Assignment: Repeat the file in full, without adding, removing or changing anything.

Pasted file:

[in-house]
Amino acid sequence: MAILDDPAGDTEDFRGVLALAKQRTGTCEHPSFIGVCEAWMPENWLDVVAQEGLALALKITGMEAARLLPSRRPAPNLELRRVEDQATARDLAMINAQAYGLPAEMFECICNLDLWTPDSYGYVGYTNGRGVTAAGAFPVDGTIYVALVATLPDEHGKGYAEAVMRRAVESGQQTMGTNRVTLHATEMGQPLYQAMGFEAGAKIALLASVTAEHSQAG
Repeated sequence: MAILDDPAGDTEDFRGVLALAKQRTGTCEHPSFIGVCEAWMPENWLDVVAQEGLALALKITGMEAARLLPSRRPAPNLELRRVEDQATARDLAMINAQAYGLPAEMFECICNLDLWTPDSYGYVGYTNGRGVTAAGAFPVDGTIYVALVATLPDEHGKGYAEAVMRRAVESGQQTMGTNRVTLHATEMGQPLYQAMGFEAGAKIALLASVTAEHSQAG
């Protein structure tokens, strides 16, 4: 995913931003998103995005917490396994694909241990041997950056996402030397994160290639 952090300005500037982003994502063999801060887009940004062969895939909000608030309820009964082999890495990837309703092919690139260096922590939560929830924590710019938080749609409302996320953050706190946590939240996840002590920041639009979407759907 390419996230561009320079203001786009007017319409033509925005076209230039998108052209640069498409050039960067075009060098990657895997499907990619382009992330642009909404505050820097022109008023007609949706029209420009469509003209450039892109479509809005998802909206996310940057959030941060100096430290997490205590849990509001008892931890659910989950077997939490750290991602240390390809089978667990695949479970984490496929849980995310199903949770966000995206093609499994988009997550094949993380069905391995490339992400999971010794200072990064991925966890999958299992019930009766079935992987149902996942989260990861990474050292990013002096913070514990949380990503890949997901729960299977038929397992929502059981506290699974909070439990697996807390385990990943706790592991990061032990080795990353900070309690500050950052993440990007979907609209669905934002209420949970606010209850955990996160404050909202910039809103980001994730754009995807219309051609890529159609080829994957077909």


[in-house]
Amino acid sequence: MAILDDPAGDTEDFRGVLALAKQRTGTCEHPSFIGVCEAWMPENWLDVVAQEGLALALKITGMEAARLLPSRRPAPNLELRRVEDQATARDLAMINAQAYGLPAEMFECICNLDLWTPDSYGYVGYTNGRGVTAAGAFPVDGTIYVALVATLPDEHGKGYAEAVMRRAVESGQQTMGTNRVTLHATEMGQPLYQAMGFEAGAKIALLASVTAEHSQAG
Repeated sequence: MAILDDPAGDTEDFRGVLALAKQRTGTCEHPSFIGVCEAWMPENWLDVVAQEGLALALKITGMEAARLLPSRRPAPNLELRRVEDQATARDLAMINAQAYGLPAEMFECICNLDLWTPDSYGYVGYTNGRGVTAAGAFPVDGTIYVALVATLPDEHGKGYAEAVMRRAVESGQQTMGTNRVTLHATEMGQPLYQAMGFEAGAKIALLASVTAEHSQAG
């Protein structure tokens, strides 16, 4: 995913931003998103995005917490396994694909241990041997950056996402030397994160290639 952090300005500037982003994502063999801060887009940004062969895939909000608030309820009964082999890495990837309703092919690139260096922590939560929830924590710019938080749609409302996320953050706190946590939240996840002590920041639009979407759907 390419996230561009320079203001786009007017319409033509925005076209230039998108052209640069498409050039960067075009060098990657895997499907990619382009992330642009909404505050820097022109008023007609949706029209420009469509003209450039892109479509809005998802909206996310940057959030941060100096430290997490205590849990509001008892931890659910989950077997939490750290991602240390390809089978667990695949479970984490496929849980995310199903949770966000995206093609499994988009997550094949993380069905391995490339992400999971010794200072990064991925966890999958299992019930009766079935992987149902996942989260990861990474050292990013002096913070514990949380990503890949997901729960299977038929397992929502059981506290699974909070439990697996807390385990990943706790592991990061032990080795990353900070309690500050950052993440990007979907609209669905934002209420949970606010209850955990996160404050909202910039809103980001994730754009995807219309051609890529159609080829994957077909």